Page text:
What Does A Politically Incorrect View of the Job Outlook Imply For Your Business?

Just when you thought the world was getting back to some form of normal, the economy changed again. And it looks like turbulent and roller coaster economic volatility is still here for the next few years.

For business that has to make decisions with mid-term and long-term effect, you want real information, not the recalibrated type oriented for immediate voter appeal. If so, you may benefit from mining the information in the article by best-selling author and financial advisor John Mauldin in the periodical Business Insider titled It is All About The Jobs — And Gold.

He suggests job statistics are worse than Washington wants to admit. As one example of a series of somewhat mundane sounding statistics, economic interpretations and risk management points, he refers to the fact that recent data keeps getting revised downward after being released.

Why does such a mundane sounding issue as changing prior month job data impact your business model decisions? This matters to you because (a) the optimistic spin goes out with pats on the back so you will move forward optimistically in your business tactics and strategy, (b) the revision downward gets a footnote after the fact, which is normally ignored, and (c) by revising the numbers downward after their initial release, it is easier to describe job changes in a later month as an improvement. So the short-term oriented government proclaims how well they are doing to help business and you have the wrong feel for the economic outlook.

If you are concerned about the possibility of whether or not, the economy could encounter a second downturn, even recession, think about this. His implication seems to be that we are teetering on a double dip recession, when there is such potential for upside if the administration and government were less anti-business on regulations and costs.

In spite of all these concerns, you have to make the business decisions today needed to run your business and life.

Should you hunker down to conserve cash and go more fiscally prudent in your company or view this as a strategic opportunity to be optimistic?

Every person’s situation, particularly their cash resources, is different. For those fortunate few with adequate to great access to financing, you might remember the concept that the time to make business decisions is to keep you head when others are losing theirs. Of course, keeping your head means looking at your industry and business opportunities truthfully and from an independent outside perspective. Those less fortunate in their current balance sheet position and future cash flow projections might consider how to move into the resource richer status to be able to take advantage of opportunities in this new turbulent world.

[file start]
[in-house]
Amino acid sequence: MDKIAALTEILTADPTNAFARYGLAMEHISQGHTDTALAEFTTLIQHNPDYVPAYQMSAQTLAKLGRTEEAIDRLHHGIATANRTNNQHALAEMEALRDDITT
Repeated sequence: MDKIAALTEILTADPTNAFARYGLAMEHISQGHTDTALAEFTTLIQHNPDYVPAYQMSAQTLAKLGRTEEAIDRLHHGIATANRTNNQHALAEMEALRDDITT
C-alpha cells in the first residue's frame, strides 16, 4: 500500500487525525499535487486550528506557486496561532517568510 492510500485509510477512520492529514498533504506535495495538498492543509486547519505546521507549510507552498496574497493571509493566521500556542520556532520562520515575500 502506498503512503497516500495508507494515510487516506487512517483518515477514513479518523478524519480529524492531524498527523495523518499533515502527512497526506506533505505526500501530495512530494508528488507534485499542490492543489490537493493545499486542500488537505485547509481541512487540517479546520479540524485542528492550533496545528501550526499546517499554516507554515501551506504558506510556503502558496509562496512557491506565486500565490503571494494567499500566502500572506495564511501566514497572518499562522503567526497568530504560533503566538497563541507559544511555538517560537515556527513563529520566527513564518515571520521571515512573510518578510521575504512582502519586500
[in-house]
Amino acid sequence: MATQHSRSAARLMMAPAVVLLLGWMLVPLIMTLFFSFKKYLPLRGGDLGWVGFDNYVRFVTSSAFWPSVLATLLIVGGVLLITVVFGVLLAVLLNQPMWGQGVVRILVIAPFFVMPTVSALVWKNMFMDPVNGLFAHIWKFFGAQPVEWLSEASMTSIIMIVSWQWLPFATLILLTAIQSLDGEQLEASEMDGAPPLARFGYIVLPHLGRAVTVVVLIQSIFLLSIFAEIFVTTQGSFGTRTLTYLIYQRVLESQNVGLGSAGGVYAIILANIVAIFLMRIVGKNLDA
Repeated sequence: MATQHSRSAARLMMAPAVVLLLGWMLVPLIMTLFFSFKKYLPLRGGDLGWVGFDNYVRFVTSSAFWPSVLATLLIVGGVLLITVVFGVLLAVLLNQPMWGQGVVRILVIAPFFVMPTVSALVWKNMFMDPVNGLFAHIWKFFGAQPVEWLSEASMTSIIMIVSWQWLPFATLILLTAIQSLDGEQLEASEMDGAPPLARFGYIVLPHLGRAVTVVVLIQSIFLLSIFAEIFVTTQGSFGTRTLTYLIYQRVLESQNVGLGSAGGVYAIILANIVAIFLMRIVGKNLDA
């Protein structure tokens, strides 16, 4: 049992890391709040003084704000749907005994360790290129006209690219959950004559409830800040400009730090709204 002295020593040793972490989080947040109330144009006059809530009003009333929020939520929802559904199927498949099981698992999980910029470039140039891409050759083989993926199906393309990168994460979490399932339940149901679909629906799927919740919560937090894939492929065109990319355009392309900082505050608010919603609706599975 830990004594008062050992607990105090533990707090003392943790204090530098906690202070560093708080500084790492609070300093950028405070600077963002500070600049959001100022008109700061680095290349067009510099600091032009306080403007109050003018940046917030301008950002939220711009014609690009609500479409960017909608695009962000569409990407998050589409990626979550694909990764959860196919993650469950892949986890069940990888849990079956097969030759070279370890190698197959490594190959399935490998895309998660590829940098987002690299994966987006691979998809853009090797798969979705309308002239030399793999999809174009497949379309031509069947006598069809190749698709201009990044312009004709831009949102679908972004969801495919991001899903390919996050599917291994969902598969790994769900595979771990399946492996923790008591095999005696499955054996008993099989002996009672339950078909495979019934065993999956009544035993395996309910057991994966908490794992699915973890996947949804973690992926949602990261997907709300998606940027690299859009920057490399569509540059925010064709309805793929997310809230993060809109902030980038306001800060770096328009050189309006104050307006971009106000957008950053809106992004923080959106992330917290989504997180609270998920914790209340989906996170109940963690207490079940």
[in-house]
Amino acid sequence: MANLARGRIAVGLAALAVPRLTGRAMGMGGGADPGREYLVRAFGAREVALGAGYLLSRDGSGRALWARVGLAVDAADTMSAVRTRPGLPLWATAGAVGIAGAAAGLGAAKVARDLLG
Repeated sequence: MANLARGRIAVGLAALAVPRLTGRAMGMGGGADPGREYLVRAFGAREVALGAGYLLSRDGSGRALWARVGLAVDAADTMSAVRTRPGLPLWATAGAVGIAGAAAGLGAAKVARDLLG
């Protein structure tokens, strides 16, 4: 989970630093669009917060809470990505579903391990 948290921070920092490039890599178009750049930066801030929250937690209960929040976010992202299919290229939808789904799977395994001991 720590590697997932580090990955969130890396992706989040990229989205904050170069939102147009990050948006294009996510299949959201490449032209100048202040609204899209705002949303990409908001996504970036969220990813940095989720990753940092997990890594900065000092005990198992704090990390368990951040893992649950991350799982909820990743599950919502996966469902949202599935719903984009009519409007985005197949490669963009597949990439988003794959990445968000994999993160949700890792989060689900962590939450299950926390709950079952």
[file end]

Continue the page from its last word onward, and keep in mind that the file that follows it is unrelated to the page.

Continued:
7 Simple Tips for Starting a Business

Our son was just nine years old when he started his business, Pencil Bugs. It was a great learning experience for all of us and he had some amazing experiences along the way including publishing his first book. However, in 2011 at the ripe old age of sixteen, he decided he wanted to move on to other things so Pencil Bugs officially became extinct and he retired from his business.

Over the years, we have continued to receive emails from kids and parents wanting to know about entrepreneurship. Typical questions have been: How do I start? Where can I get help? How much money will I need? How do I decide what type of business to start?

Regardless of your age, there are basic tips that every entrepreneur should know. However, this is certainly not an all-inclusive list.

  1. Write it down. As soon as you get an idea, document EVERYTHING in a journal and date your entries. You may be need this to help prove that an idea was yours before someone else’s. Make sure the journal is a glue-bound type. If you use a 3-ring binder, for example where pages can be added, there could be a question whether you added in new pages after the fact to support your claim.
  2. Keep it simple. Sometimes the best ideas are those that make other people slap their forehead and say, “Why didn’t I think of that?”
  3. Find your passion. There are many opportunities for entrepreneurs so you might as well do something that interests you. People are usually more successful if they enjoy what they’re doing.